See page 579


    The impact that the environment has on the health of children has been recognised for centuries, although, for example, it was not until the later half of the last century that the consequences of fetal exposure to alcohol, tobacco, and thalidomide were systematically described. The increase in allergic disease has led to renewed concerns about other potential environmental toxins, particularly those that may be in the home. In a review article, Lanphear and Bearer from Cincinnati Children’s Hospital, discuss new aspects of environmental health, including biomarkers in clinical practice, biological matrices, and gene-environment interaction as it relates to environmental toxins. Although the environment has always been recognised as a threat to the health of children, our renewed interest in this field of inquiry should produce new data and hopefully a greater awareness of the varied types of potential toxins.
    See page 594

    USE OF A&E departments – CAN WE UNDERSTAND IT?

    One of the quality indicators for the “new” NHS is waiting time in A&E departments – the magic number is 4 hours. Selecting specific quality indicators may have unintended consequences; for example, it appears that admission rates in the UK have risen over the past 2–3 years, in part, because that is one way to ensure adherence with the 4-hour rule. A more effective approach to reducing waiting time is to reduce inappropriate use of the A&E. In a study from Bristol, Hendry and colleagues explore why parents seek care in the A&E. There appear to be few differences between parents who contact their GP prior to going to the A&E and those who do not. Their conclusion is consistent with the old adage “illness for the doctor, injury for the hospital.” What are the key elements in reducing use of A&E departments? First, we must educate parents about how to use the health care system – when should they seek care in an A&E and when should they call their GP. Second, 24-hour consultation with a health care provider must be available. Third, parents must be able to talk with a representative of the health care system in their language of preference. When parents call me at 11 pm for advice, I am sure that more parents seek care in our emergency department when I cannot speak with them in their own language. Lastly, beware of unintended consequences. In the US, A&E departments that are only for children and adolescents, with physicians trained in this specialty, are becoming far more common. They are open 24 hours a day and are usually clean, comfortable, and well staffed. For parents with a sick child, these are attractive places to go – so despite our hope that parents contact their primary care physicians first we have created a system in which it is efficient and effective for them to seek care outside of this relationship.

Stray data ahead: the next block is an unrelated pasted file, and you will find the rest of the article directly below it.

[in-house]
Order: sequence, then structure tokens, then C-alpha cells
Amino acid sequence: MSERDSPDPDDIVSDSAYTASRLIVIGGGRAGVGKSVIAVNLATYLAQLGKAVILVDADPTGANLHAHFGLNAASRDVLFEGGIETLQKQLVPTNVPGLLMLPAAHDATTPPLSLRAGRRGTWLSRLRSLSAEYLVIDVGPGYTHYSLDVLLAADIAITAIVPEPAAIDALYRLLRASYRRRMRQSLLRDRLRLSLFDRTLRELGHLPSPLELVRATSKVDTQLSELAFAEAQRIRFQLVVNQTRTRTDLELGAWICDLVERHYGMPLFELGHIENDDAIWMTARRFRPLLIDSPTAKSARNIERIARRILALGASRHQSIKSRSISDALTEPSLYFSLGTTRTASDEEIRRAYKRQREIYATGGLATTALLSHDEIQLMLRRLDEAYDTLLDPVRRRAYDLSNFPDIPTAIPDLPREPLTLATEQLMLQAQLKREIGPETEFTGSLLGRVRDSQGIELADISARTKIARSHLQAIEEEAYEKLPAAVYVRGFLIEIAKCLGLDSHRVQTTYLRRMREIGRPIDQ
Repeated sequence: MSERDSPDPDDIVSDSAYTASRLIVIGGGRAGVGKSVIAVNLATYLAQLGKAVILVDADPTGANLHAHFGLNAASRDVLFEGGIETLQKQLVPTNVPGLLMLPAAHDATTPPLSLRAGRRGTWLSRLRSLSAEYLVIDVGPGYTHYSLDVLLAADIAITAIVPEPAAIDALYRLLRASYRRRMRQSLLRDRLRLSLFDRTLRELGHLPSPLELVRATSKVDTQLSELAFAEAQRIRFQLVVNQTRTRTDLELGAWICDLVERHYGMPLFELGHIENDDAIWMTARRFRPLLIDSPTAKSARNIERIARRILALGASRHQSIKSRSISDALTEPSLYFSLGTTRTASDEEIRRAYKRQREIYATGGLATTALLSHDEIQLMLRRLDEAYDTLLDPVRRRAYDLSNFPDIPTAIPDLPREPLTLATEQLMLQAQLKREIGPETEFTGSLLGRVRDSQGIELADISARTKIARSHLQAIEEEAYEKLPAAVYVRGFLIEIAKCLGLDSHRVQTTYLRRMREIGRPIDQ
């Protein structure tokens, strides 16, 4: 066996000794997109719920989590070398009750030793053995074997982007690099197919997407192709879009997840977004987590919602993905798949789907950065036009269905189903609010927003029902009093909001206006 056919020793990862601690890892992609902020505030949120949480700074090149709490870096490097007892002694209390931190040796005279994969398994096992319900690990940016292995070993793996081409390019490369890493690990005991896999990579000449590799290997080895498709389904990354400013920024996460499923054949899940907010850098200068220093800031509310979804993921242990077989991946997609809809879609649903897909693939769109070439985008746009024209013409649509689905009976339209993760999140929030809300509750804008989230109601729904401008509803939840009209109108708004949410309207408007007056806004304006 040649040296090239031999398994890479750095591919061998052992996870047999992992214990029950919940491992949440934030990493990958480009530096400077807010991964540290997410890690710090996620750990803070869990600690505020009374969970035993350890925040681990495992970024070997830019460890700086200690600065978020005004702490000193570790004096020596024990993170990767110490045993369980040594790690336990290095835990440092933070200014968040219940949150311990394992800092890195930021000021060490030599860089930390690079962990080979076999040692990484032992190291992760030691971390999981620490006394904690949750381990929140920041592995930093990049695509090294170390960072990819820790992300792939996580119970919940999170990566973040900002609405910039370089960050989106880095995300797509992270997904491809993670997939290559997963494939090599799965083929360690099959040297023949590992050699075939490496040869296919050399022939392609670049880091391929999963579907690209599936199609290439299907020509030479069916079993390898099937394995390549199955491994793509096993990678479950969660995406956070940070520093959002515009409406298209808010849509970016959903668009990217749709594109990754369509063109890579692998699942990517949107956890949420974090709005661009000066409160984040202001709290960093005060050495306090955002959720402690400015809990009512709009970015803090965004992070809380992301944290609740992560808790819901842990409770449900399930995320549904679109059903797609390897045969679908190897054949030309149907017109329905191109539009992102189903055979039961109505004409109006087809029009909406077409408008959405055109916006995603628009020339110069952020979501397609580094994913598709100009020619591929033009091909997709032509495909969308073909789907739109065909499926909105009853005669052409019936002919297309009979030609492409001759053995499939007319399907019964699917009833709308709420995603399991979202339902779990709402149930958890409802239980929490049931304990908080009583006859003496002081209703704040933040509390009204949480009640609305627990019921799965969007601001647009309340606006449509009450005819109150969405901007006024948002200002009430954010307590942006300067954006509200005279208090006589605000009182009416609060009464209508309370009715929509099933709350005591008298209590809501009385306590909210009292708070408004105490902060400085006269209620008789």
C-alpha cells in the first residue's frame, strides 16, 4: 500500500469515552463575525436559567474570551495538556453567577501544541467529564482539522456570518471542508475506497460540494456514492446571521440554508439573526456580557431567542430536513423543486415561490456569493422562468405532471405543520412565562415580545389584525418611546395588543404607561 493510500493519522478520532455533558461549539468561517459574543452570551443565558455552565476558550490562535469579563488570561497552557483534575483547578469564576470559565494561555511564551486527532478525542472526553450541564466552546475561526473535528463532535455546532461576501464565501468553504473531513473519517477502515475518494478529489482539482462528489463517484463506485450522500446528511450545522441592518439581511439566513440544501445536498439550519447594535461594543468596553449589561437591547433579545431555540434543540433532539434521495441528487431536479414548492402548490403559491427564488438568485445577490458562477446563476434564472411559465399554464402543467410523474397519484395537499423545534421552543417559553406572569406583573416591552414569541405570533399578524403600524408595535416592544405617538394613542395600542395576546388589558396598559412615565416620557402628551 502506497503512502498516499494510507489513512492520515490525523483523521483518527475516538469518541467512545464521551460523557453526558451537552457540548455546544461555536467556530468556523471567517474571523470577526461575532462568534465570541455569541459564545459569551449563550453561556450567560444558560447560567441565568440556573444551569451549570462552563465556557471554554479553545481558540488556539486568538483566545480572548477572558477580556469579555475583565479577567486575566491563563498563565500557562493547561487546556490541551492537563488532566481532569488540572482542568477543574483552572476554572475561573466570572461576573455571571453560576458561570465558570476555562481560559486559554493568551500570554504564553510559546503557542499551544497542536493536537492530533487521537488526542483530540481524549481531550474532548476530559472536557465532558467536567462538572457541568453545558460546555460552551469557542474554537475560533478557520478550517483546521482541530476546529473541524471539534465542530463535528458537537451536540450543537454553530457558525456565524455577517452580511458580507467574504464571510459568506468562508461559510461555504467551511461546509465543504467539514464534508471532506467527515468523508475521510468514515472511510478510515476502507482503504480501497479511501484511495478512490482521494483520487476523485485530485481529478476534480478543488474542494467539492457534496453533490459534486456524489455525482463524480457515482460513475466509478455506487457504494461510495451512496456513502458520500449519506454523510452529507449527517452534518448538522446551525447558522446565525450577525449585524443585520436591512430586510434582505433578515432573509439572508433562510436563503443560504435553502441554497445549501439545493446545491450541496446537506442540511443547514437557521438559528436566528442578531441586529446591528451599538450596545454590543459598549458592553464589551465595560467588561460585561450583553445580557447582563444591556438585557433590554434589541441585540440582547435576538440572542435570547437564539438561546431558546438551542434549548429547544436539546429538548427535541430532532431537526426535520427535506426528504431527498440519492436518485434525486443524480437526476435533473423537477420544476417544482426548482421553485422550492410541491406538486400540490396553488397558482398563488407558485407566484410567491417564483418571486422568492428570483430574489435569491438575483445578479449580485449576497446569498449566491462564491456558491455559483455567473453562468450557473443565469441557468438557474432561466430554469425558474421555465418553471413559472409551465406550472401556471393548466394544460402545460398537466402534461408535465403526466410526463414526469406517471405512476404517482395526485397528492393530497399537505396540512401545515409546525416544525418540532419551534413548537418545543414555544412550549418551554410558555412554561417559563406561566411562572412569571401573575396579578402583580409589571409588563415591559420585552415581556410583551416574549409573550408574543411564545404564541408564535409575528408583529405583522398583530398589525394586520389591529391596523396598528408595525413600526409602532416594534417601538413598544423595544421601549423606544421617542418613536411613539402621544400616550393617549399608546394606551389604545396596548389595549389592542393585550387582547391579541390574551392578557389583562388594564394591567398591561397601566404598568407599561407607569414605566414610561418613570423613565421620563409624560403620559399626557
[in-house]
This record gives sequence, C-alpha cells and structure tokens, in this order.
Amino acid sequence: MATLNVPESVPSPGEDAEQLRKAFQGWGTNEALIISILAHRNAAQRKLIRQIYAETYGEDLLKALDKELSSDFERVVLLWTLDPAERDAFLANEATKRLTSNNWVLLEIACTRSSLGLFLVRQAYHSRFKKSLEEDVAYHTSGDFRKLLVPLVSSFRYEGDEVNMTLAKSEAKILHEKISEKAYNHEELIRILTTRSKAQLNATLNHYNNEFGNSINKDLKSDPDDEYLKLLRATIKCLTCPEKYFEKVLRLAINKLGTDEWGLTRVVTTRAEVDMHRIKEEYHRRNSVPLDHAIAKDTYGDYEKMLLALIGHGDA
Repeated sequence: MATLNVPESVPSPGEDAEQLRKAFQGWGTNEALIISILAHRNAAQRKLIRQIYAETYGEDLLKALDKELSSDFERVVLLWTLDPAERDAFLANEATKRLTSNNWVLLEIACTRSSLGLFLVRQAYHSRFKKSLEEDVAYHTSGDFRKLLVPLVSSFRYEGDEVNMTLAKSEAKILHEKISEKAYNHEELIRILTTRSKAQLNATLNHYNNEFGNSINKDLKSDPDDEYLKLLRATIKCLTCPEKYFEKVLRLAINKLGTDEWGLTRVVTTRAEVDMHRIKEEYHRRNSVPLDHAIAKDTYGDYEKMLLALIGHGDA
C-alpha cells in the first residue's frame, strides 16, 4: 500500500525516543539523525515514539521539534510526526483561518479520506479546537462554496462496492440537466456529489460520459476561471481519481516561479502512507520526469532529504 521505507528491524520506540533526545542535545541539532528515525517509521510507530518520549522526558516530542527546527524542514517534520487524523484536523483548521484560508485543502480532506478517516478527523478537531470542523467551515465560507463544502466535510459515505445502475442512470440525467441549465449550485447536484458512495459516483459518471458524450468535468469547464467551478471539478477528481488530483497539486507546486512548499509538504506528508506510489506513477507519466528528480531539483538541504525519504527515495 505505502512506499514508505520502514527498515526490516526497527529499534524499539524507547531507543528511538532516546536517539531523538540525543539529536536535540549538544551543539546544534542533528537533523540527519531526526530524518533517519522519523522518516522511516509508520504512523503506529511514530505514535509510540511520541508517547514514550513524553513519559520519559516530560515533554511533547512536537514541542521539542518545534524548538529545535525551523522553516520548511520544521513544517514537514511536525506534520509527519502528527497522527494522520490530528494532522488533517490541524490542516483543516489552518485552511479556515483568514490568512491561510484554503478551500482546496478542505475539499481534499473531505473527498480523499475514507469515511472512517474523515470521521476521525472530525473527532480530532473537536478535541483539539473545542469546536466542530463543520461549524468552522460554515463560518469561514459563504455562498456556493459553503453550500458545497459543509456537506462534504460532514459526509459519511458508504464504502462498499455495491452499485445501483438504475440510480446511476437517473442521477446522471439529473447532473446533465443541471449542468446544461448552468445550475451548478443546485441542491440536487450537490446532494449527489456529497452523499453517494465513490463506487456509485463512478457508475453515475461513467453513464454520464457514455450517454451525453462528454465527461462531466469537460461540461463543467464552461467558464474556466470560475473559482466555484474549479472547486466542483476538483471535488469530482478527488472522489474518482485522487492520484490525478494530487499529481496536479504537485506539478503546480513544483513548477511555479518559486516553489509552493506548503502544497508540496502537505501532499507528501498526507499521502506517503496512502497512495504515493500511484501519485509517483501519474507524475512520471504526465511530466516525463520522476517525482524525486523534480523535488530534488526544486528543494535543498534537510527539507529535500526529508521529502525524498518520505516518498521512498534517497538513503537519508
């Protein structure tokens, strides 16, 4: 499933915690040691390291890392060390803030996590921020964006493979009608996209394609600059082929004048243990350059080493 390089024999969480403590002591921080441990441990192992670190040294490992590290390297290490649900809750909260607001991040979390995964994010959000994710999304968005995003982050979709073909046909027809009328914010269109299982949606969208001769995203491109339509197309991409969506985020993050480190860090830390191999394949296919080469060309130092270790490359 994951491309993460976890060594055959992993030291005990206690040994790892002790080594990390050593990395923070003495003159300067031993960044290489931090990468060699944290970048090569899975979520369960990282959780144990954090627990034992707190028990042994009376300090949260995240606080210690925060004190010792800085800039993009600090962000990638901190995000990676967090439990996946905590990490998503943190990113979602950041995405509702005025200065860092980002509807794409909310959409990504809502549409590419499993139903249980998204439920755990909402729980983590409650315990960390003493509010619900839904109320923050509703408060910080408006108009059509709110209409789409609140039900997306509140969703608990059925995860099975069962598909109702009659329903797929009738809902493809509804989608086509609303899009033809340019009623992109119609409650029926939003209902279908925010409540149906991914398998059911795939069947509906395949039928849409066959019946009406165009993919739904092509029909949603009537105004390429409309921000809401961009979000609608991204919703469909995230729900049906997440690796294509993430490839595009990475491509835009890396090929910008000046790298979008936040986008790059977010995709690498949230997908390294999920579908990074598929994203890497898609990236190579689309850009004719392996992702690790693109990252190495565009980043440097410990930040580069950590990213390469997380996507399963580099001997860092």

See page 629